• Don’t assume knowledge of job requirements; aspects of a position might not be as clear-cut to millennials as to workers of different generations because these younger employees grew up at a different time. A position at your company might very well be a millennial’s first job.
  • Apprenticeships will help millennials learn on the job and work with their supervisor as more of a mentor than a boss.  They will be able to ask questions and absorb the training more effectively in the environment where they will actually do their jobs.  Also, as mentioned above, millennials thrive in collaborative and team environments, and working with a mentor will play into that characteristic.
  • Keep open the lines of communication between millennials and their mentors even after an apprenticeship period has ended.  Also, tap into any training resources available to your company, for example, through PHCC.


Set expectations for your new hires and clarify them along the way.
Considerations:
Millennials need and want to know what’s expected of them, are goal-oriented, and want to have a voice in the terms of their jobs.

Applications to Onboarding: Transparency is crucial. Clearly set the boundaries: what you need from your team, what the rewards are for good performance, and what the consequences are for poor performance.

Make setting expectations a two-way street. Ask your new hires what their expectations are and be realistic, honest, and respectful in response.

Evaluate your new hires’ progress and provide feedback.
Considerations:
Millennials in general grew up with parents who sought their input and with a reward-based system, so they value feedback and praise.  They want to excel.

Applications to Onboarding:  Communication is crucial: Give millennials immediate and regular feedback on what they need to work on and what they’ve done well.  Recognition for a job well done will give them a sense of accomplishment and make them feel appreciated.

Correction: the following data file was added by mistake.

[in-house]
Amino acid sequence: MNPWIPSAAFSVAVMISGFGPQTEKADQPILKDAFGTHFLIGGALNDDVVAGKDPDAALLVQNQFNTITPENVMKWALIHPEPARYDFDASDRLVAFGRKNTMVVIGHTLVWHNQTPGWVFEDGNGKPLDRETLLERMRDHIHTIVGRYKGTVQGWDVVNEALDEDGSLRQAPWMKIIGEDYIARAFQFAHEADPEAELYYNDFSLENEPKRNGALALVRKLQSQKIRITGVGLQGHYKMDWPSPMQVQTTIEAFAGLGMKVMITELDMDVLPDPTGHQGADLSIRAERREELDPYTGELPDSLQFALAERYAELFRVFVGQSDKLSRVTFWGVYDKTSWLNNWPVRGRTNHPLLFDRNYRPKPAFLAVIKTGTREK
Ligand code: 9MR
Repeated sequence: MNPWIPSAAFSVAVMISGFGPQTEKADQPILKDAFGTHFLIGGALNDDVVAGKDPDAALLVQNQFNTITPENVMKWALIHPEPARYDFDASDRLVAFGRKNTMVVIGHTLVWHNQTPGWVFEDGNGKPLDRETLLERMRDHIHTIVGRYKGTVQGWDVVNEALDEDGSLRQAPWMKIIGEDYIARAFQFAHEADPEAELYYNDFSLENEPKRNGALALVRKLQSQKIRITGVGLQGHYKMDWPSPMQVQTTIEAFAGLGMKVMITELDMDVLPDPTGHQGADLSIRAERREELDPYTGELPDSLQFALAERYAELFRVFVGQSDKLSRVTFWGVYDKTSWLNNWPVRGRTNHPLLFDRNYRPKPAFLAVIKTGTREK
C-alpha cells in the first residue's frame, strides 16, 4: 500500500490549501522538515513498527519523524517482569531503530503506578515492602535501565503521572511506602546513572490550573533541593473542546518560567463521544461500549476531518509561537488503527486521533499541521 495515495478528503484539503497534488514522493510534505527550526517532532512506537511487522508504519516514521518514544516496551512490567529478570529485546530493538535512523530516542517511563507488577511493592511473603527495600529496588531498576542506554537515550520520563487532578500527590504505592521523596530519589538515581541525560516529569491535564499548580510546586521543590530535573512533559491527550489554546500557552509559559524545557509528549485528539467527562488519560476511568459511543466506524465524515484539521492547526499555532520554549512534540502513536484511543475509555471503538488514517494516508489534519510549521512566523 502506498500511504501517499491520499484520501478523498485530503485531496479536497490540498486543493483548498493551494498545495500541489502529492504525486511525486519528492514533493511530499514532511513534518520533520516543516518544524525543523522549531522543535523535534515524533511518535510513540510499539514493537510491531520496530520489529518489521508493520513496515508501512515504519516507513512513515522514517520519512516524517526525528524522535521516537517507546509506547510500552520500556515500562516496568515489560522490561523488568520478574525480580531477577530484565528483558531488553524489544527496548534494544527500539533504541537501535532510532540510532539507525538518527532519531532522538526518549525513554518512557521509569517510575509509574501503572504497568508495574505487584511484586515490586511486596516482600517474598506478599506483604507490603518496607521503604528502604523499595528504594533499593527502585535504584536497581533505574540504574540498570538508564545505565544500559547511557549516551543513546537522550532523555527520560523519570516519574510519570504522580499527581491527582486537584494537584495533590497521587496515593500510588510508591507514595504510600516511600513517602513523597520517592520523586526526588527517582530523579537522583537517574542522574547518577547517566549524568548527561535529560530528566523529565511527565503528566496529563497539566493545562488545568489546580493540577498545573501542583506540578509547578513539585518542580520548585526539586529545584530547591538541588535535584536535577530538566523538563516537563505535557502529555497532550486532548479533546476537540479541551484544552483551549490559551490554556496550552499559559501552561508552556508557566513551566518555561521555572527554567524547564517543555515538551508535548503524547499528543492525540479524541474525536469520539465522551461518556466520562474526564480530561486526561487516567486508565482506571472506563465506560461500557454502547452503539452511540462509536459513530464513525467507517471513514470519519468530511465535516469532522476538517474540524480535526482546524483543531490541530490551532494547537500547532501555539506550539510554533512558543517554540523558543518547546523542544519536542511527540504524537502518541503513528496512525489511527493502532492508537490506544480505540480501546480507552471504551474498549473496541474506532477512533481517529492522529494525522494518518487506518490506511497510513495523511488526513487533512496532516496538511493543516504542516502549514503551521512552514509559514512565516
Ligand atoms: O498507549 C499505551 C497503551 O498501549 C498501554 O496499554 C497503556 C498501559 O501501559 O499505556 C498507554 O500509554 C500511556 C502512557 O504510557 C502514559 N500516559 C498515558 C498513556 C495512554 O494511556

Also, inviting these employees to share their ideas during the assessment process will give them the sense that your company values their input.

Millennials are a crucial and growing part of the workforce.  With proper onboarding reinforced by a clear structure, collaboration, and communication to integrate them into your company’s culture and get them off on the right foot, these young workers can bring their creativity and drive to your company and thrive there.

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This content was developed for the PHCC Educational Foundation by TPO, Inc. (www.tpo-inc.com). Please consult your HR professional or attorney for further advice, as laws may differ in each state. Laws continue to evolve; the information presented is as of March 2015. Any omission or inclusion of incorrect data is unintentional. Please note this article is not intended to provide legal advice or to substitute for supervisor employment law training.

The PHCC Educational Foundation, a partnership of contractors, manufacturers and wholesalers was founded in 1987 to serve the plumbing-heating-cooling industry by preparing contractors and their employees to meet the challenges of a constantly changing marketplace. If you found this article helpful, please consider supporting the Foundation by making a contribution at http://www.phccfoundation.org.